Teens' Prostitution Lawsuit Against Backpage.com Dismissed
A federal judge has dismissed a lawsuit against Village Voice Media by a teen sex trafficking victim who argued that the company aided and abetted prostitution by allowing sex ads on Backpage.com.
U.S. Magistrate Judge Thomas Mummert III in the Eastern District of Missouri ruled this week that Village Voice Media was immune from liability under the federal Communications Decency Act. That statute provides that Web sites are not responsible for unlawful material posted by users.
Mummert rejected the teen's argument that Backpage should not be eligible for immunity under federal law because the company had structured its site in order to increase profits. The judge wrote that accepting that argument would "create a for-profit exception" to the federal law's immunity provisions. "This the Court may not do," he wrote.
The teen, identified in court papers as M.A., said in her lawsuit that she was prostituted at age 14 by an adult, Latasha Jewell McFarland, who allegedly posted Backpage.com ads that featured M.A.'s photo and advertised her as a paid escort for sex. The complaint, filed last September, alleges that Village Voice Media aided and abetted prostitution, as well as the exploitation of children and child pornography, by failing to investigate the ads.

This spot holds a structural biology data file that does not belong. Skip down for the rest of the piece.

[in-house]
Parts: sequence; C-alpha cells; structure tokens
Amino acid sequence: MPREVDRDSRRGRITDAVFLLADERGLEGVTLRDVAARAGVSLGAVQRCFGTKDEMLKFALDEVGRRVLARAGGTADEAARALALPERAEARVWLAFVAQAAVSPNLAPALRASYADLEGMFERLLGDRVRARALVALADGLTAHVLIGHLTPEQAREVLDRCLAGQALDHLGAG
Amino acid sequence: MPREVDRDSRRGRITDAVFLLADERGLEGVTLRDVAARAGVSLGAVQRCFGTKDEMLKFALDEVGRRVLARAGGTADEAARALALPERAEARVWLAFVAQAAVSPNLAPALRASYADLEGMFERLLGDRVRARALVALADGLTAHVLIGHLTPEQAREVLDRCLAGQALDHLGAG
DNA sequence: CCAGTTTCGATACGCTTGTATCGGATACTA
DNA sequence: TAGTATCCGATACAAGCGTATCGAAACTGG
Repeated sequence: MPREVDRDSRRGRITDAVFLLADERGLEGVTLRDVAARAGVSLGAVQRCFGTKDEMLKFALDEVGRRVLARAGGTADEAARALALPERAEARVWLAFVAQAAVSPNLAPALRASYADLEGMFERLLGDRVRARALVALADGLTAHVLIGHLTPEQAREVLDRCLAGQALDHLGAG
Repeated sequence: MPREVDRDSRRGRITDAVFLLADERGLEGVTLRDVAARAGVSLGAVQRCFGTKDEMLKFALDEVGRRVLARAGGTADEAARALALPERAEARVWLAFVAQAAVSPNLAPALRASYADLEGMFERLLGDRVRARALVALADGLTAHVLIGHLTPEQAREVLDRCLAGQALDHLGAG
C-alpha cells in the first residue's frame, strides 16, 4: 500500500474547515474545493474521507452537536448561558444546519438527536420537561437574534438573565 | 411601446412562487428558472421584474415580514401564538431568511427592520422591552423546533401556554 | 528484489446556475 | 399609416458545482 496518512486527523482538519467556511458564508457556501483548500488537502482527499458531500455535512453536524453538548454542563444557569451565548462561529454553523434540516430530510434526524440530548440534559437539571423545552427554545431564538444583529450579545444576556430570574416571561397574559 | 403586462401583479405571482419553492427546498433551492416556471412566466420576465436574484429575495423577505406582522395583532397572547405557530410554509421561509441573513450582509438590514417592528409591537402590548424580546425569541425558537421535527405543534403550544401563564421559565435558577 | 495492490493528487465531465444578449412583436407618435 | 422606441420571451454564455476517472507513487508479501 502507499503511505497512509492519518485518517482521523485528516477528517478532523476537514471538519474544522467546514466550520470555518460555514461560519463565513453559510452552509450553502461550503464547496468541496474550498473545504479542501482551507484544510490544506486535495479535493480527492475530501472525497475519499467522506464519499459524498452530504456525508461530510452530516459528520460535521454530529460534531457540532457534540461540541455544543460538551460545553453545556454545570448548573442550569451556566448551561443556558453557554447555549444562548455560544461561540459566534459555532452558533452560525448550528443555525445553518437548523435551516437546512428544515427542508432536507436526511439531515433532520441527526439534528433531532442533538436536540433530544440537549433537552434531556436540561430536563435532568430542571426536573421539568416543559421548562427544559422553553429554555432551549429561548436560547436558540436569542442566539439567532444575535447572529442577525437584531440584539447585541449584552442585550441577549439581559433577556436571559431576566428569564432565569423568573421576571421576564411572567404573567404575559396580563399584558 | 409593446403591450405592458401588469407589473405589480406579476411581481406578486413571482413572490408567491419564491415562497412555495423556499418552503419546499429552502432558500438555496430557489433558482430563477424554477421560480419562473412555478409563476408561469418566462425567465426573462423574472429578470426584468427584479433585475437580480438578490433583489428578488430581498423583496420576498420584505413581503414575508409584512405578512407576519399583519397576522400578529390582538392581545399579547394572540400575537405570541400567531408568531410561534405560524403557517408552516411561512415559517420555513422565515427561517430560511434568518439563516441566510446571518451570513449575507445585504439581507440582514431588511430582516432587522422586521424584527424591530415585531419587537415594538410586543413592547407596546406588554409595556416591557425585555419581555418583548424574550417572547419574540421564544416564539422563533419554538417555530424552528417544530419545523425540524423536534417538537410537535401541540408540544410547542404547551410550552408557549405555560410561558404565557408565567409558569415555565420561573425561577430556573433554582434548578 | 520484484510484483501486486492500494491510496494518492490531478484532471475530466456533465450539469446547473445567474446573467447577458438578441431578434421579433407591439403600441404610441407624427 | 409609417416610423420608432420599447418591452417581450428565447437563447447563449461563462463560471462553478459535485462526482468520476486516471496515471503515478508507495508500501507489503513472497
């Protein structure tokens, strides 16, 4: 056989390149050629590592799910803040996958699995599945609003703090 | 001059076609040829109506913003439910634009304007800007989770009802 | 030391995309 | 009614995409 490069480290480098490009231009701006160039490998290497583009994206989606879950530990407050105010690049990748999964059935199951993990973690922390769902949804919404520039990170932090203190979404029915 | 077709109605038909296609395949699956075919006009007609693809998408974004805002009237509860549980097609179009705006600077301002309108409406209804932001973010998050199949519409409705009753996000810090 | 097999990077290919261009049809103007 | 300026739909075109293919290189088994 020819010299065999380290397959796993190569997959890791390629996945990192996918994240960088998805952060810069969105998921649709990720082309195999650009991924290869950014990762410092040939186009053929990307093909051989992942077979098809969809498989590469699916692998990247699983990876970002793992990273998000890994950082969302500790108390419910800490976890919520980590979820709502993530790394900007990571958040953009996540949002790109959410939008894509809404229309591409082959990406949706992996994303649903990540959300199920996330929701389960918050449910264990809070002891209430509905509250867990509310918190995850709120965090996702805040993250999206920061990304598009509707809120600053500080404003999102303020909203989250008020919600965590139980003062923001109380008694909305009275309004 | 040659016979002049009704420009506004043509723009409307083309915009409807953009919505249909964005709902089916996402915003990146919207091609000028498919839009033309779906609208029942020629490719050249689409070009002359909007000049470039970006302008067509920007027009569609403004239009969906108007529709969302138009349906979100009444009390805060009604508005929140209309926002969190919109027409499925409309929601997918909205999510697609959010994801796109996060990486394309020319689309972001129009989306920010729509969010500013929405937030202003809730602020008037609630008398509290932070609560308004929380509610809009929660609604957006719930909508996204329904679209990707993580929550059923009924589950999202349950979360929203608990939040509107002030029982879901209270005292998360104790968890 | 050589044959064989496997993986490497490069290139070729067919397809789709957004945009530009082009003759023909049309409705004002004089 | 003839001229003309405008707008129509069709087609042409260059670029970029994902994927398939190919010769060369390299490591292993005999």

Observers predicted when the case was filed that M.A. would have an uphill battle, given that other judges have ruled that Web sites are not responsible for illegal ads posted by users. In a similar case, U.S. District Court Judge John Grady in Illinois dismissed Cook County Sheriff Thomas Dart's lawsuit against Craigslist for allegedly creating a public nuisance by running prostitution ads.
Despite winning in court, Craigslist decided one year ago to shutter its adult listings. Within a few weeks, a company executive testified at a congressional hearing about child sex trafficking that the company had already seen adult ads migrate to other sites.